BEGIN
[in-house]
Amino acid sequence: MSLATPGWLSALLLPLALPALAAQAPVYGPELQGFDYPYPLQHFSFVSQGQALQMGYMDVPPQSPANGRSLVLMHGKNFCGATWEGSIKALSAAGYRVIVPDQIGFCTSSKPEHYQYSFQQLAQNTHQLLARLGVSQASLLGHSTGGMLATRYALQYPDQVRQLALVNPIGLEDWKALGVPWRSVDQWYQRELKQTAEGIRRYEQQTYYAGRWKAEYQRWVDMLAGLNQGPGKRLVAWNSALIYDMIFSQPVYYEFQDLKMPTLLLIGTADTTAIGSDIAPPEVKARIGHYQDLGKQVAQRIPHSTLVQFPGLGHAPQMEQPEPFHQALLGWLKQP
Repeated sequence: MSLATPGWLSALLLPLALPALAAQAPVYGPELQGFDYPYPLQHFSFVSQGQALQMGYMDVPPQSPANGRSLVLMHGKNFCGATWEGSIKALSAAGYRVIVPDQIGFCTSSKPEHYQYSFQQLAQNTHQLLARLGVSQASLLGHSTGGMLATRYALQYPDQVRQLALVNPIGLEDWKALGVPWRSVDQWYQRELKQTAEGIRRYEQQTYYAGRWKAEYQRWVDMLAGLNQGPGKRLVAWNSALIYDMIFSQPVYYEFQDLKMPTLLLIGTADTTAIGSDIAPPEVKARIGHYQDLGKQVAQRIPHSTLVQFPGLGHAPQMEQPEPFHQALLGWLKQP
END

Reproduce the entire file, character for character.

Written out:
[in-house]
Amino acid sequence: MSLATPGWLSALLLPLALPALAAQAPVYGPELQGFDYPYPLQHFSFVSQGQALQMGYMDVPPQSPANGRSLVLMHGKNFCGATWEGSIKALSAAGYRVIVPDQIGFCTSSKPEHYQYSFQQLAQNTHQLLARLGVSQASLLGHSTGGMLATRYALQYPDQVRQLALVNPIGLEDWKALGVPWRSVDQWYQRELKQTAEGIRRYEQQTYYAGRWKAEYQRWVDMLAGLNQGPGKRLVAWNSALIYDMIFSQPVYYEFQDLKMPTLLLIGTADTTAIGSDIAPPEVKARIGHYQDLGKQVAQRIPHSTLVQFPGLGHAPQMEQPEPFHQALLGWLKQP
Repeated sequence: MSLATPGWLSALLLPLALPALAAQAPVYGPELQGFDYPYPLQHFSFVSQGQALQMGYMDVPPQSPANGRSLVLMHGKNFCGATWEGSIKALSAAGYRVIVPDQIGFCTSSKPEHYQYSFQQLAQNTHQLLARLGVSQASLLGHSTGGMLATRYALQYPDQVRQLALVNPIGLEDWKALGVPWRSVDQWYQRELKQTAEGIRRYEQQTYYAGRWKAEYQRWVDMLAGLNQGPGKRLVAWNSALIYDMIFSQPVYYEFQDLKMPTLLLIGTADTTAIGSDIAPPEVKARIGHYQDLGKQVAQRIPHSTLVQFPGLGHAPQMEQPEPFHQALLGWLKQP